Thursday, March 25, 2010

Thornton Burgess, traveling performer

Thornton Burgess was not an enthusiastic public speaker (he appears to have suffered from some stage fright) but he did a lot of it and got good at it. [UPDATE: The 1960 TWB profile in Life indicates he averaged 50 lectures a year for 30 years]. By the time he began appearing on WBZ he knew how to talk to an audience and relate, especially, to children. His public appearances in large cities could attract thousands of people. The typical Burgess appearance featured a mix of storytelling and nature talk, the nature talk illustrated either by animal photo slide show or film. (Initially, the films were courtesy his conservationist friend, William L. Finley, but eventually they were his own). Burgess was compensated for these appearances but did not price himself out of small markets. A common feature: extensive autograph sessions--a good way to sell books.

The most detailed account of a Burgess appearance that I know of is found in a pair of articles following his visit to Lewiston and Auburn, Maine on October 24, 1921. I am going to quote them at length (they are in the public domain, luckily) to give you a full sense of what these appearances were like. Sections appearing in the Lewiston Daily Sun will be labeled (LDS); sections from the Lewiston Evening Journal will be labeled (LEJ).

The day began with an autograph session:
Yesterday forenoon B. Peck Co., secured Mr. Burgess to autograph the books in his series purchases there. He was due at ten o’clock but a late train meant he was a little late in arriving. When he did reach there it was case of write fast for the place was filled all around the book department and more coming right along. Half past eleven was the time set for him to stop, but at twelve he was still signing his name on fly leaves and on nearly all was a different message.(LDS)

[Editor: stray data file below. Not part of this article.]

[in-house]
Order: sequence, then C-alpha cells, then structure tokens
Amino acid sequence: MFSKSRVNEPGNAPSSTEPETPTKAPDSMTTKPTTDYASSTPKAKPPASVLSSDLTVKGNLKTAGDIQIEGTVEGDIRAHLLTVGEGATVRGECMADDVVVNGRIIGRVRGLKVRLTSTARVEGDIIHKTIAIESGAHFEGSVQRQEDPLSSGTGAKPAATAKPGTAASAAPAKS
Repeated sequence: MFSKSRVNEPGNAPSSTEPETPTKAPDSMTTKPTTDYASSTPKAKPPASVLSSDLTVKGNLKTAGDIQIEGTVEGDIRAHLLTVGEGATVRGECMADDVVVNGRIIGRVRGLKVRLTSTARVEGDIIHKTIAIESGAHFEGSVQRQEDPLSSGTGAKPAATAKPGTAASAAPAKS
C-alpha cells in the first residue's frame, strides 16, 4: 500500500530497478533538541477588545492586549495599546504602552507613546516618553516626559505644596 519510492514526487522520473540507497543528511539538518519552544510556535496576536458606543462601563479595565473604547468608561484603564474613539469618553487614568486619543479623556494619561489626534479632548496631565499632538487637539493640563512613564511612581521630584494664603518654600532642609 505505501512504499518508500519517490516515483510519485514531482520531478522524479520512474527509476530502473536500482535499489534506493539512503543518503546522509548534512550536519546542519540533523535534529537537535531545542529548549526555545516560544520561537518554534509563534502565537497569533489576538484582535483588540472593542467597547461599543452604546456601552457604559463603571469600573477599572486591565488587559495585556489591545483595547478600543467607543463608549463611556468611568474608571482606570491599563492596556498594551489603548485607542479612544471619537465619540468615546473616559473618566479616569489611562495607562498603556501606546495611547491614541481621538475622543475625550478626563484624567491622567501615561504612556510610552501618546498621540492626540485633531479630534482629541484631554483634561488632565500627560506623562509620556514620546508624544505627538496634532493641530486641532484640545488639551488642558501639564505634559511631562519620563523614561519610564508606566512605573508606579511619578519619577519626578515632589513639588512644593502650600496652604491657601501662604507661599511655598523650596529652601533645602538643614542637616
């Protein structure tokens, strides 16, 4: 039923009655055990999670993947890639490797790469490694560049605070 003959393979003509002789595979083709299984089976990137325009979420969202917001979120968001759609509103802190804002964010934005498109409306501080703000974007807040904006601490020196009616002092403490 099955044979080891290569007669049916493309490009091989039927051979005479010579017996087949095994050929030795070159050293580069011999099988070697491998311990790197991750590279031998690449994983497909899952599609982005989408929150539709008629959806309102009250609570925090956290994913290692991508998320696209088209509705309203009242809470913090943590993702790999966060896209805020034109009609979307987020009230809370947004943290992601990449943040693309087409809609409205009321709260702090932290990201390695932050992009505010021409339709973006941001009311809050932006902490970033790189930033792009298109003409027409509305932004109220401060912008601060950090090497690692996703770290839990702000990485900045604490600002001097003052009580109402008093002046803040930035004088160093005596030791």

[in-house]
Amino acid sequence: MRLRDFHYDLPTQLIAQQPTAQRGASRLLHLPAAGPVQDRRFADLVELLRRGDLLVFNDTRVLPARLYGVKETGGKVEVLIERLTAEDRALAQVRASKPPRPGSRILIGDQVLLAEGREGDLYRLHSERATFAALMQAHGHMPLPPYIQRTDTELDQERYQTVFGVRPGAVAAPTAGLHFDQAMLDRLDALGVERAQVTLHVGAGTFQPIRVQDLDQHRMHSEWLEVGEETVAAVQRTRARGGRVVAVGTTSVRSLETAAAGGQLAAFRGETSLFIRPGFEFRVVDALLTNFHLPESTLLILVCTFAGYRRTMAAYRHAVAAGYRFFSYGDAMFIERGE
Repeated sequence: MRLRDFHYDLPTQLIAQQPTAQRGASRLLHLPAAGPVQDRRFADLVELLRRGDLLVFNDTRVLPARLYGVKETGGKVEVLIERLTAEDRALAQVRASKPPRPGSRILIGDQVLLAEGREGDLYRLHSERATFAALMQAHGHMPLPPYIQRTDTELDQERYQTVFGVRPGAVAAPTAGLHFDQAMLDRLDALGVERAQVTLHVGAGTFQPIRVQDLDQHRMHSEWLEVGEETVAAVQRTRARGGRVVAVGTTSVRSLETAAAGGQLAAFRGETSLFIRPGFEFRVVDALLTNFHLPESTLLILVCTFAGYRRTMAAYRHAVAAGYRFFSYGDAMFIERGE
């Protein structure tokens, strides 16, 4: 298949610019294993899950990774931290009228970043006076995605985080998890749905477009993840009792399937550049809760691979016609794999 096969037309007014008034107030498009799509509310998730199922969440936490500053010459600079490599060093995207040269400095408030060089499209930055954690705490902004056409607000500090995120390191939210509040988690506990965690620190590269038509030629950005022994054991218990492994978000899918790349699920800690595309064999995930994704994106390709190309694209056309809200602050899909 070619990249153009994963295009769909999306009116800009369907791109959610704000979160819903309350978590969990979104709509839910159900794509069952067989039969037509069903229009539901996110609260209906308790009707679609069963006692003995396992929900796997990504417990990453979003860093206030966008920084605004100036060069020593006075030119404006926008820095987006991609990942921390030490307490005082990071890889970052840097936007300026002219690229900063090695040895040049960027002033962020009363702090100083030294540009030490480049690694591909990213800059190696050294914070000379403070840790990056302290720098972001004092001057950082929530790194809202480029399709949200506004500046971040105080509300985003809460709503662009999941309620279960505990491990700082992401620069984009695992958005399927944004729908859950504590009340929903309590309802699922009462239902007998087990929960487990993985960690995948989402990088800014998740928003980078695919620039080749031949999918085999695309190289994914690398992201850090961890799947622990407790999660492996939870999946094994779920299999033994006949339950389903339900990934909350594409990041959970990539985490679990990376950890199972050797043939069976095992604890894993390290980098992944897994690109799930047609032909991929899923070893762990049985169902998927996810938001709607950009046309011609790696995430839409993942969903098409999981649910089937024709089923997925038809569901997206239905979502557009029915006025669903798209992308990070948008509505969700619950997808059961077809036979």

At four o'clock, over 900 children (and many adults) assembled in Lewiston City Hall.
Mr. Burgess was introduced at both meetings by Mrs. Lila N. Flint president of the Business and Professional Women’s club. She spoke of him as the most widely known writer of children’s nature books in the United States and Canada. (LDS)

He told the children that he had come up to tell them about Peter Rabbit who was at home in the old briar patch, for he was rather bashful and let Mr. Burgess do all the talking. His stories were to make his hearers want all his friends to be theirs, for Mother Nature needed the help of all the boys and girls. (LDS)

Then he went to speak of a certain friend down South which wore feathers, was bald and red-headed, not a hair or feather on that head. He has a cousin who has a black bald head. He is the most wonderful flier and yet when he gets started he doesn’t use his wings at all, just tilts and moves along like an airplane. Old Mistah Buzzard he is called, but his right name is Mistah Vulture. He evidently has cold feet for he always sits on a chimney. With this Mr. Burgess told the story of how there happens to be black headed buzzards in the family... (LDS)